Pele injured himself again in the second game of the 1962 tournament in impoverished Chile. But his peers nevertheless won the tournament again. In 1966, Pele was hampered by injury once more. And in England, the home team, which claimed the sport as its own, lifted the trophy for the first and, at present, last time. Geoff Hurst's winner over West Germany in extra time of the final remains controversial, since it was ruled to have bounced off the bar, over the line and back out. In the tournament, the South American teams did so poorly that they insisted they had been the victims of a conspiracy and threatened to pull out.
They hung around though, and in Mexico in 1970 - a locale picked over Argentina in spite of the heat and elevation - television would tread on the players' comfort for the first time. Games were scheduled at noon, when it was hottest, for the benefit of European broadcasters. Unsurprisingly, a team from a hot country won out - a brilliant Brazil team, for a third time, with Pele finally fit.
In 1974 and 1978, the host team won both times by beating the Netherlands in the final. The Dutch had reinvented the game through their Total Football - a system premised on the fluid interchange of positions - but they never quite put it together, losing to West Germany and Argentina, respectively. In the latter case, a brutal military junta had just seized the country, and question marks still hover over the validity of Argentina's win. (Crucially, Dutch star Johan Cruyff skipped the tournament out of fear.)
1982: Spain. The tournament was expanded to 24 teams by long-time FIFA president Joao Havelange, who was disgraced over bribery in old age, in a maneuver to garner more election votes. Italy were the champions. They had beaten West Germany, who would make the next two World Cup finals as well. They lost to Argentina and the possessed Diego Maradona in Mexico in 1986 - the tournament was relocated from Colombia because of its shambolic preparations. In 1990, the Germans would get their revenge in Italy, by beating the Argentines this time around. The USA made it back to the World Cup for the first time in 50 years, but they were not a factor.
By the time 1994 rolled around, when the tournament was finally held in the United States, commercial interests had changed things. The European clubs, who now employed most World Cup-bound players, played seasons so bloated that World Cups were played on fumes. It was also hot in America, and the travel long. It was an imperfect and sluggish event, ultimately won by Brazil, on penalties over Italy. The most notable memories were Maradona's suspension for using recreational drugs and the post-tournament murder of Colombian defender Andres Escobar. His team was a favorite, but flamed out in the group stage, wherein he scored an own goal against the USA.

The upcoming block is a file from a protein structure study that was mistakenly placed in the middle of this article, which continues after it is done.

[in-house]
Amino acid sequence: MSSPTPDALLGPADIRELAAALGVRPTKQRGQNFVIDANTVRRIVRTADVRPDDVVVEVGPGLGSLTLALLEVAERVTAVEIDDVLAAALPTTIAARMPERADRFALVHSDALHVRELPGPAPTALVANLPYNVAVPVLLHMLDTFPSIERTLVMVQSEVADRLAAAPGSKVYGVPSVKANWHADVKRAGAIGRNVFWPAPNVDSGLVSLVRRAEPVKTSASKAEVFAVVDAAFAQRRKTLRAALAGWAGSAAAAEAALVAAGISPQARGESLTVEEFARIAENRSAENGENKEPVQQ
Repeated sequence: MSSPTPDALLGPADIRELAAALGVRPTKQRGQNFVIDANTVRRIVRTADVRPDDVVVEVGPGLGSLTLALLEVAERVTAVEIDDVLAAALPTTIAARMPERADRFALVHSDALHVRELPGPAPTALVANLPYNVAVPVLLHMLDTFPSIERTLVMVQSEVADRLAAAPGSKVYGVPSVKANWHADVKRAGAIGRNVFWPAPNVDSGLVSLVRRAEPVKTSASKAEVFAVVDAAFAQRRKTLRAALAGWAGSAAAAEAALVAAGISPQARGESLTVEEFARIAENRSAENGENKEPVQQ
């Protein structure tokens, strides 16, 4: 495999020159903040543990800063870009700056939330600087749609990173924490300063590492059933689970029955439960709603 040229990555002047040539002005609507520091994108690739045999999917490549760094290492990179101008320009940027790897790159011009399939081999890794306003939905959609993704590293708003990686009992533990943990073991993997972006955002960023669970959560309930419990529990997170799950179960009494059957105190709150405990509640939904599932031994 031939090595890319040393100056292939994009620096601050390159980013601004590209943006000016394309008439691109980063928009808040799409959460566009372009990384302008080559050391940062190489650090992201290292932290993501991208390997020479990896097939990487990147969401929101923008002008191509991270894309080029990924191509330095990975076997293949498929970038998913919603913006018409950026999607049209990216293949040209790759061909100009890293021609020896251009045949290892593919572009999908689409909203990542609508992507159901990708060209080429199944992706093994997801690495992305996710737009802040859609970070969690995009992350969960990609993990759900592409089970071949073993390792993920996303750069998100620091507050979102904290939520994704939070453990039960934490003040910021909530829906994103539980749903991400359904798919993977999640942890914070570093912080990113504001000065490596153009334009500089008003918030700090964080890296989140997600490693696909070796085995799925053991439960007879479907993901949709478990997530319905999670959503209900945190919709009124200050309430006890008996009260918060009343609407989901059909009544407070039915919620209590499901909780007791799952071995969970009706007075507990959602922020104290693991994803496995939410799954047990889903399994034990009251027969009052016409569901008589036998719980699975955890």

In 1998, it was much the same languid story, made worse when the tournament was swollen to 32 teams. The French hosts were not a terribly strong champion and the torpor that had set in during the summer tournament was best illustrated by Brazilian star Ronaldo's collapse right before the final - apparently from some kind of cocktail of fatigue and stress. In 2002, Brazil outlasted Germany in the final in South Korea and Japan, a tournament of Cinderella stories, as the Korean hosts and Turkey reached the final four and the Americans reached the quarterfinals, their modern high-water mark.
Italy won the tournament for a second time while in the throes of a domestic match-fixing scandal and fourth time overall in 2006, overcoming the final act of a great French generation on German soil. The Germans, for once, had been rebuilding, and somehow still claimed third place. They repeated that feat in South Africa in 2010, a tournament plagued by construction delays and security concerns - to be echoed in the run-up to the 2014 edition in Brazil. The true competitors looked drained again, and tactical nihilism set in when the Dutch lost a third final to Spain, the game's other underachievers had finally come good.
La Furia Roja had won Euro 2008 as well and would go on to win Euro 2012. In Brazil, they hope to become just the third team to win consecutive World Cups, and the first to win four straight major tournaments.